# Engineering Calculus Fast for Academic Credits

Unable to "wait for the next academic semester" to complete a Engineering Calculus course? Distance Calculus @ Roger Williams University has you covered!Need to finish your Engineering Calculus course as fast as possible? Distance Calculus is ready for you.

Distance Calculus is designed to get you enrolled in Engineering Calculus immediately, and to have you finish the course as quickly as your academic skills allow.

Each Calculus course is different, some are more difficult and longer than others. But depending upon which Distance Calculus course, you could finish your course in a matter of weeks. It all depends upon your academic skills - some students are able to go lightning fast through the courses, some students need more time. Our only rule is that you go through the courses CORRECTLY and learn the material in our mastery learning format at 100% completion.

Our Distance Calculus courses are designed to be asynchronous - a fancy term for "self-paced" - but it more than just self-paced - it is all about working on your timeline, and going either as slow as you need to, or as fast as your academic skills allow.

Many students need a Engineering Calculus course completed on the fast track - because time is critical in finishing calculus courses needed for academic prerequisites and graduate school applications.

Here is a video about earning real academic credits from Distance Calculus @ Roger Williams University:

## Distance Calculus - Student Reviews

*Date Posted: Sep 20, 2020*

Review by: Genevieve P.

Courses Completed: Applied Calculus

Review: I found out from my grad school after being accepted that I needed a Calculus course before starting their MBA program. I had less than 6 weeks to do it (and as a non-STEM undergrad no less). The video lectures were informative, the pre-calc refresher was great to get re-conditioned, and the asynchronous format worked so well as I did this at night/weekends after work. I completed it in 4 weeks. Professor Curtis was extremely responsive, graded assignments quickly, and a supportive guide providing constructive feedback to me to excel at the assignments. I highly recommend this course for those who need a pre-req in a hurry or like learning on their own schedule. Thanks, Distance Calculus and Professor Curtis!

Transferred Credits to: Massachusetts Institute of Technology (MIT)

*Date Posted: Dec 9, 2019*

Review by: Louisa A.

Courses Completed: Calculus I

Review: My microeconomics class required college-level calculus as a prerequisite, and I didn't want to wait until next year to take the class. So, I took DC's Calculus I class over the summer, so I could register for econ when I got back to school this fall. I actually think I got more help taking the class online than I would have in the huge lecture classes here. Prof. Curtis was really clear in explaining concepts and talking me through the topics that I was having trouble with. It took me about 10 weeks to finish the class, which didn't seem too long and didn't feel rushed. My friends who are in calculus now, trying to finish the prereq, are pretty jealous!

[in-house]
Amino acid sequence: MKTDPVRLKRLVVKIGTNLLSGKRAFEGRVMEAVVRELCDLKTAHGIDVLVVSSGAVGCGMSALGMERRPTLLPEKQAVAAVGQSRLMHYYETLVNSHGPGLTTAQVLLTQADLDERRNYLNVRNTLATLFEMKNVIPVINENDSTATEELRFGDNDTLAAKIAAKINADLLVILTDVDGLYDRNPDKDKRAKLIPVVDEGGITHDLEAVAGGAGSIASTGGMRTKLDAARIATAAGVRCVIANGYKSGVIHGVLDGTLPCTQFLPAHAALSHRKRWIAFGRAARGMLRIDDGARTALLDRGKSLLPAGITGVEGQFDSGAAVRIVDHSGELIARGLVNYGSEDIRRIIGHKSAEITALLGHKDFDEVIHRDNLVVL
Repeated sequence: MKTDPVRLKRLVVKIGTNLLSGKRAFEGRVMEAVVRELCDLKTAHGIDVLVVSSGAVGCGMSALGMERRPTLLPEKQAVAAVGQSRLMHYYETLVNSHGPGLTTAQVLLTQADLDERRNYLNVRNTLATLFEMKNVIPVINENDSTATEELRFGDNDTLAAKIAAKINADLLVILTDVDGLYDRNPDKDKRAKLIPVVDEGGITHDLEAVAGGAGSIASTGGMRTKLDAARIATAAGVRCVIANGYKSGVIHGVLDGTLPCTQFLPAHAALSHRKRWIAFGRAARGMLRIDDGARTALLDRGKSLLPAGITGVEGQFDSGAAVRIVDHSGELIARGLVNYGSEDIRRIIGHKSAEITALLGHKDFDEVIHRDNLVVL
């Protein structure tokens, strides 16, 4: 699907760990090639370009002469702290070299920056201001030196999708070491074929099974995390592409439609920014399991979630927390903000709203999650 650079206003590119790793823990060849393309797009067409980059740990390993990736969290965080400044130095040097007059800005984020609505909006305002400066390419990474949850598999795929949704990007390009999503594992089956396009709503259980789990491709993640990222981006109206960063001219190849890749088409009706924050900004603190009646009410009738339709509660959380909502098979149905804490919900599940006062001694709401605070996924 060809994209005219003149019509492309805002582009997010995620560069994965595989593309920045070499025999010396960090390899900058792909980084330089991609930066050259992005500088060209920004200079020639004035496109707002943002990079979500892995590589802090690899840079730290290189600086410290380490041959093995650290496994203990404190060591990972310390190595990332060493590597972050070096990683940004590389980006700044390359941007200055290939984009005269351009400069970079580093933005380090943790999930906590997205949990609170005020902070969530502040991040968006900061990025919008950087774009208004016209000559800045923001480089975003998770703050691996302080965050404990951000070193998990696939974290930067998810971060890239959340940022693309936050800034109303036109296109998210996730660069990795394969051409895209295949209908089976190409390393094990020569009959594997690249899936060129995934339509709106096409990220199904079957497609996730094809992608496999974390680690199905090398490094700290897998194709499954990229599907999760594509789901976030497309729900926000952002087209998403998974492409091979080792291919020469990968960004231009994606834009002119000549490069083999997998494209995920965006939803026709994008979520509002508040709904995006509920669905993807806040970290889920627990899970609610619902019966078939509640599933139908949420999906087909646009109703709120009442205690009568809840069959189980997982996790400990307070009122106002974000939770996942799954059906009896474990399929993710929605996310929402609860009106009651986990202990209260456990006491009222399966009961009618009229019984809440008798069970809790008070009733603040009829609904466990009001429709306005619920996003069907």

*Date Posted: Sep 6, 2020*

Review by: Mark L.

Courses Completed: Applied Calculus

Review: Great course. Because of this class I was able to meet the entry requirements for my EMBA program on a tight time window in addition to sharpening math skills from classes taken over 15 years ago!

Transferred Credits to: MIT

## Distance Calculus - Curriculum Exploration

### 1.05: Tools

- M5: 1.05: Tools:
- M5.1: 1.05 - Basics
- M5.1.a: 1.05.B1: Using the derivative for finding maximum values and minimum values
- M5.1.b: 1.05.B2: Using the derivative to help to get a good representative plot
- M5.1.c: 1.05.B3: Using the derivative to fit data by curves: Line fit and Sine and Cosine wave fit
- M5.2: 1.05 - Tutorials
- M5.2.a: 1.05.T1: Highest and lowest points on the graph
- M5.2.b: 1.05.T2: Approximations by polynomials; Approximations by Sine and Cosine waves
- M5.2.c: 1.05.T3: Fish gotta swim: The least energy
- M5.2.d: 1.05.T4: Designing a box
- M5.2.e: 1.05.T5: Largest and smallest
- M5.3: 1.05 - Give It A Try
- M5.3.a: 1.05.G1: Good representative plots
- M5.3.b: 1.05.G2: Highest and lowest points on the graph
- M5.3.c: 1.05.G3: Approximations by polynomials and approximations by Sine and Cosine waves
- M5.3.d: 1.05.G4: Oil slicks
- M5.3.e: 1.05.G5: The second derivative, f''(x)
- M5.3.f: 1.05.G6: Driving the big Mack trucks
- M5.3.g: 1.05.G7: The space shuttle Challenger and its O-rings
- M5.3.h: 1.05.G8: Management analysis
- M5.3.i: 1.05.G9: Up then down for x^t/e^x
- M5.3.j: 1.05.G10: Other max-min problems
- M5.3.k: 1.05.G11: At what age is the Bernese Mountain Dog growing the fastest?
- M5.4: 1.05 - Literacy
- M5.5: 1.05 - Revisited